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  • Roger S. Conrad

Oil Prices, Production Volumes and MLP Investment Strategy

By Elliott H. Gue on Feb. 4, 2016

The most recent issue of Energy & Income Advisor, Dusting off the Crystal Ball, laid out our outlook for the stock market, the US economy and the prices of oil, natural gas and natural gas liquids (NGL) over the coming year.

These views shape our strategy for investing in master limited partnerships (MLP) in the near term and for the long haul. Our near-term outlook calls for crude-oil prices to suffer another leg down in the first quarter, perhaps to as low as $20 per barrel—a price point that would prompt producers to shut in production from some existing wells.

Ultimately, we expect crude-oil prices to find a bottom this year and start to recover toward our lower-for-longer price range of $40 to $60 per barrel. The timing of this process is fraught with uncertainty, especially if deterioration in the US economy leads to disappointing demand during the summer driving season and/or the inventory of drilled but uncompleted wells delays the supply response. (See Outlook 2016: Energy Prices.)

Regardless of the timing of this process, one thing remains certain: Any improvement in oil prices hinges on a decline in overall production, a chunk of which will come from shale plays in the US onshore market.

The US oil-directed rig count has plummeted to 498 active drilling units from its October 2014 high of 1,609—an almost 70 percent drop. All signs point to this downtrend continuing in the near term, as rig contracts roll off and the inventory of drilled but uncompleted wells grows.

(Click graph to enlarge.)US OIl Rigs

With upstream operators focusing on their core acreage and using enhanced completion techniques (longer laterals, reduced spacing between fracturing stages and larger loads of silica sand) to pull production forward, US oil output has proved remarkably resilient since prices began to fall in mid-2014.

Nevertheless, the decline curve is the one constant in the ever-changing oil and gas industry; in the back half of last year, reduced drilling activity and the natural retreat in output from existing wells started to assert themselves.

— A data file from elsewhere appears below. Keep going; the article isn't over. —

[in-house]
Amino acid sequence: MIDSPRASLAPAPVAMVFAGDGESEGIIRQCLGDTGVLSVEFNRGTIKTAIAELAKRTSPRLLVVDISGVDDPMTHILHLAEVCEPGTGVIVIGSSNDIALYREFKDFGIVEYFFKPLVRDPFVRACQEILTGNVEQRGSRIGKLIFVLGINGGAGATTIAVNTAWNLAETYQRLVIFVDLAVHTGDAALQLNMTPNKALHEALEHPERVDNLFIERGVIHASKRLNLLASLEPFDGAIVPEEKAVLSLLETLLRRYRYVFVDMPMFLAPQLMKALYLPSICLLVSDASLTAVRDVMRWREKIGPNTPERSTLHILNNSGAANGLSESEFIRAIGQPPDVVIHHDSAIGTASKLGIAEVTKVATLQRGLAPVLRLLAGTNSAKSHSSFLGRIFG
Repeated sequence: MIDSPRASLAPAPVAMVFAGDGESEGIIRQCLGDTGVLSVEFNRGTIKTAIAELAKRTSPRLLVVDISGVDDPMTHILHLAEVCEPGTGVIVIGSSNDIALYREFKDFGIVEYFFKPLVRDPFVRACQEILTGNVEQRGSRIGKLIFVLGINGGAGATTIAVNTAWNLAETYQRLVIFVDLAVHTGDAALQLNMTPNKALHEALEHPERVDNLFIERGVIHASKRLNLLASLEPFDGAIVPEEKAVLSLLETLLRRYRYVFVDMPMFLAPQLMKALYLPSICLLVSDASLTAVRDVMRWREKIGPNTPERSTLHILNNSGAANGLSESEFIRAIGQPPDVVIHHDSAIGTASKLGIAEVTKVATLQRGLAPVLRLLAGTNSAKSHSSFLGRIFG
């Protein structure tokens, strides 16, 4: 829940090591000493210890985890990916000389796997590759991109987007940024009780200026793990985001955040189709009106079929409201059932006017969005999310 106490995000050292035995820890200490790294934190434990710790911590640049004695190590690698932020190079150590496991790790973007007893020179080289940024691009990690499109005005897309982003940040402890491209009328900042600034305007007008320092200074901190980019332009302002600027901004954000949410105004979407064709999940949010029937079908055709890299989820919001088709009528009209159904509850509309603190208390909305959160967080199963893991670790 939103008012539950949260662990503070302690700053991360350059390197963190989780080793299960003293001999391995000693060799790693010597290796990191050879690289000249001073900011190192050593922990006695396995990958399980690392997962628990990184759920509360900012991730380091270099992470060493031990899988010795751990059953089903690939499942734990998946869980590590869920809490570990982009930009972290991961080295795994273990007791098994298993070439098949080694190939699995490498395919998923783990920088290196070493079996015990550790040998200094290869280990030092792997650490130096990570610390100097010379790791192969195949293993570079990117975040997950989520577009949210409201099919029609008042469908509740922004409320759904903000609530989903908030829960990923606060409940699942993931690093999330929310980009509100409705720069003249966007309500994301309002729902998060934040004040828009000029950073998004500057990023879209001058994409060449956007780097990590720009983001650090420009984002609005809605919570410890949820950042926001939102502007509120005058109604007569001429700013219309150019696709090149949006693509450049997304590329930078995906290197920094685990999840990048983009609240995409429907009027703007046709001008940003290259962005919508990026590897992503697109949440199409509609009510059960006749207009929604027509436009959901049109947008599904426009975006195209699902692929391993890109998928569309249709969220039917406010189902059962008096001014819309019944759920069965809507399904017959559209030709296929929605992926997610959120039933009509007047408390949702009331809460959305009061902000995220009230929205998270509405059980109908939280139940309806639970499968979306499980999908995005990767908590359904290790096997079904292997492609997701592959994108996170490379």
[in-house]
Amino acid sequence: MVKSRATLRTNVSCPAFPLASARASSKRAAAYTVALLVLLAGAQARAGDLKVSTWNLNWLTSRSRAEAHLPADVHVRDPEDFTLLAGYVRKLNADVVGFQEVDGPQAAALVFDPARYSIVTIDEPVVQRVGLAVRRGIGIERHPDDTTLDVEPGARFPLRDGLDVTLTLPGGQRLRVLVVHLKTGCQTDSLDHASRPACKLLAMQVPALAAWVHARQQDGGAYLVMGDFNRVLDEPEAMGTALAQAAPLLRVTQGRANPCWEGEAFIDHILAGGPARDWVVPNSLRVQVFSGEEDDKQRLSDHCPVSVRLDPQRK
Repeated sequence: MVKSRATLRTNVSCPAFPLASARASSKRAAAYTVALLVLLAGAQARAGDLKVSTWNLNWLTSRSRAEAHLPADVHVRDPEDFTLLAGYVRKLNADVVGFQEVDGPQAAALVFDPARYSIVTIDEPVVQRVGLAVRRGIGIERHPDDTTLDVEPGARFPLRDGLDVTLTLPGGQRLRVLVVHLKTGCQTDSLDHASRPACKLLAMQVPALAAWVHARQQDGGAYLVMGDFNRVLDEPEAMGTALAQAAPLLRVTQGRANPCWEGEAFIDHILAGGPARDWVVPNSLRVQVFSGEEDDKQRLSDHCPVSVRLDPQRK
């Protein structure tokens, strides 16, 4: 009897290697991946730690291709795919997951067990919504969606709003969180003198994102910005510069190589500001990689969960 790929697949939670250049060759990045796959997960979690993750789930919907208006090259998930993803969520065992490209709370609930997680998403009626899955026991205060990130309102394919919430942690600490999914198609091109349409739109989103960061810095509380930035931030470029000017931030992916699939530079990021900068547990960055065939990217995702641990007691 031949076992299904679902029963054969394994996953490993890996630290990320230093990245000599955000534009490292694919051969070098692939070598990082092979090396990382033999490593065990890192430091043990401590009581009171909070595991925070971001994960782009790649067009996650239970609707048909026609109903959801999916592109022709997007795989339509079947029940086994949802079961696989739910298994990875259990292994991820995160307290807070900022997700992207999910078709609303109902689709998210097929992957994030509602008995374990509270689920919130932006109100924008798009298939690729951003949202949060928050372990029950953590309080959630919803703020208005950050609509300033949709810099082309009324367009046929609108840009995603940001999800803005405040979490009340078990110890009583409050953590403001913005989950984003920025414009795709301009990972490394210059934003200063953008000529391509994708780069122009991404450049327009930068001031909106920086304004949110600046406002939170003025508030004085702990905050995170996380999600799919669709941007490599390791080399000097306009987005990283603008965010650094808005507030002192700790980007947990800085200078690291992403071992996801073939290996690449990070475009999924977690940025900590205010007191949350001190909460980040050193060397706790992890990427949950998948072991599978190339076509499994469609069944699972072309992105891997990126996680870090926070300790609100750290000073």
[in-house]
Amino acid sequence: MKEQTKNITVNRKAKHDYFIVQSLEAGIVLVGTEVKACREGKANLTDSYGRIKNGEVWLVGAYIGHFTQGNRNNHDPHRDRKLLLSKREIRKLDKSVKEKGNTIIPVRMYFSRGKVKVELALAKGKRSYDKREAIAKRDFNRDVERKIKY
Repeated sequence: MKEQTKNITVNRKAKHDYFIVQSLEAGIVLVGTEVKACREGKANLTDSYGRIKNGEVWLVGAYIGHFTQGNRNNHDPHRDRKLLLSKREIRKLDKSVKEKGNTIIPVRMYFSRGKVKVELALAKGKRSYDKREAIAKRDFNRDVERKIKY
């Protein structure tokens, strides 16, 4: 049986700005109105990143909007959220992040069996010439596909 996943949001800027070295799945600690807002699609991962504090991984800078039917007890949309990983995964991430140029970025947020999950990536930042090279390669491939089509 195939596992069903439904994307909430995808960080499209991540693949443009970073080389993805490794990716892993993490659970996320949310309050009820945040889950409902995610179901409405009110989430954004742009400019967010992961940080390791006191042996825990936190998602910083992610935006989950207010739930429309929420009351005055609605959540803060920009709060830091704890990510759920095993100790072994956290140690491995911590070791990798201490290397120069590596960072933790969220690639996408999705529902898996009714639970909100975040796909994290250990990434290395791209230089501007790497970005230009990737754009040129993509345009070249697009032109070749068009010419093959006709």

Data from the Energy Information Administration indicates that the growth rate in US onshore oil production declined by almost half last year, with output through the end of November up 9.48 percent from the prior year.

(Click graph to enlarge.)US Annual Onshore Oil Production and YoY Change

In May 2015, US onshore oil production from the Lower 48 began to decline on a sequential basin, while the year-over-year growth rate slowed significantly as the year wore on.

(Click graph to enlarge.)YoY and QoQ Change in Monthly US Onshore Oil Production -- Lower 48

Production trends in states with significant output from shale oil plays—Colorado, North Dakota, Oklahoma and Texas—tell a similar story.

(Click graph to enlarge.)YoY and QoQ Change in Monthly US Onshore Oil Production By Shale Play

All signs point toward US onshore oil output rolling over in 2016, fueled by lower commodity prices, capital constraints and expiring hedges in the upstream segment. .

Commentary and guidance from the handful of prominent US exploration and production companies to provide business updates in recent weeks reflect these challenges.

For example, Continental Resources (NYSE: CLR)—a leading producer in the Bakken Shale and the promising South-Central Oklahoma Oil Province (SCOOP)—on Jan. 26 announced a capital budget of $960 million for 2016. This level of spending represents a 66 percent reduction from 2015.

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